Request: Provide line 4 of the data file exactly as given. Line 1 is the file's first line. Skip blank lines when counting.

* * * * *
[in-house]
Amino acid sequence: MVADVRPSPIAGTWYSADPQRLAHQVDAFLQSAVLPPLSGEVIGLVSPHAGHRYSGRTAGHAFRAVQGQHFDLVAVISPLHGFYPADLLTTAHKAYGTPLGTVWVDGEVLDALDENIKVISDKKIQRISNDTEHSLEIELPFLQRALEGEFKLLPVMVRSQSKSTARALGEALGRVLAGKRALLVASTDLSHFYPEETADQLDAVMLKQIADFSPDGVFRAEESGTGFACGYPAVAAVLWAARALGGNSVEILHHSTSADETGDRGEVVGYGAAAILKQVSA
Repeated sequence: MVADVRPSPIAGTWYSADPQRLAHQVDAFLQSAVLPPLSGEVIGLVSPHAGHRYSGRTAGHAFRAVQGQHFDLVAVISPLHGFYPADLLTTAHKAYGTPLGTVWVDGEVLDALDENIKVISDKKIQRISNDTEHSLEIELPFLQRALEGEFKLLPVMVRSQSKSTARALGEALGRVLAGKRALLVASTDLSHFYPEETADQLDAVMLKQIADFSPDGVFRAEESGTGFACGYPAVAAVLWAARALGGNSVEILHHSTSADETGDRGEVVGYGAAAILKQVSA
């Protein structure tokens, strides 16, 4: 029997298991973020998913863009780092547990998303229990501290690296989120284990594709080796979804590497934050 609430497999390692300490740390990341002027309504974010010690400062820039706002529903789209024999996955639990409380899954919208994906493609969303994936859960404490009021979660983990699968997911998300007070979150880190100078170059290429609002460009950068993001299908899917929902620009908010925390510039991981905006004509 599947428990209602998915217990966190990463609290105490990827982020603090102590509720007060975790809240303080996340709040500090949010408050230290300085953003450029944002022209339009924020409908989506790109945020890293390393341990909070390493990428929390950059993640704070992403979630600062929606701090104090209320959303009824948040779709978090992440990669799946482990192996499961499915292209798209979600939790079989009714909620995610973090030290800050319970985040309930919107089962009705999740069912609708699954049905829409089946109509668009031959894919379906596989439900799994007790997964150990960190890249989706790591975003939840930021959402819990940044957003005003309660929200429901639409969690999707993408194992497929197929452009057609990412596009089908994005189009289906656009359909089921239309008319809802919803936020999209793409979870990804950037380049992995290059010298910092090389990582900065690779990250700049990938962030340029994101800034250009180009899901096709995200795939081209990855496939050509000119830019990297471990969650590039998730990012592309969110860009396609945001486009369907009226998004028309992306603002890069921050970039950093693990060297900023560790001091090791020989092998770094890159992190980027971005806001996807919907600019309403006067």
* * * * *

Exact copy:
């Protein structure tokens, strides 16, 4: 029997298991973020998913863009780092547990998303229990501290690296989120284990594709080796979804590497934050 609430497999390692300490740390990341002027309504974010010690400062820039706002529903789209024999996955639990409380899954919208994906493609969303994936859960404490009021979660983990699968997911998300007070979150880190100078170059290429609002460009950068993001299908899917929902620009908010925390510039991981905006004509 599947428990209602998915217990966190990463609290105490990827982020603090102590509720007060975790809240303080996340709040500090949010408050230290300085953003450029944002022209339009924020409908989506790109945020890293390393341990909070390493990428929390950059993640704070992403979630600062929606701090104090209320959303009824948040779709978090992440990669799946482990192996499961499915292209798209979600939790079989009714909620995610973090030290800050319970985040309930919107089962009705999740069912609708699954049905829409089946109509668009031959894919379906596989439900799994007790997964150990960190890249989706790591975003939840930021959402819990940044957003005003309660929200429901639409969690999707993408194992497929197929452009057609990412596009089908994005189009289906656009359909089921239309008319809802919803936020999209793409979870990804950037380049992995290059010298910092090389990582900065690779990250700049990938962030340029994101800034250009180009899901096709995200795939081209990855496939050509000119830019990297471990969650590039998730990012592309969110860009396609945001486009369907009226998004028309992306603002890069921050970039950093693990060297900023560790001091090791020989092998770094890159992190980027971005806001996807919907600019309403006067």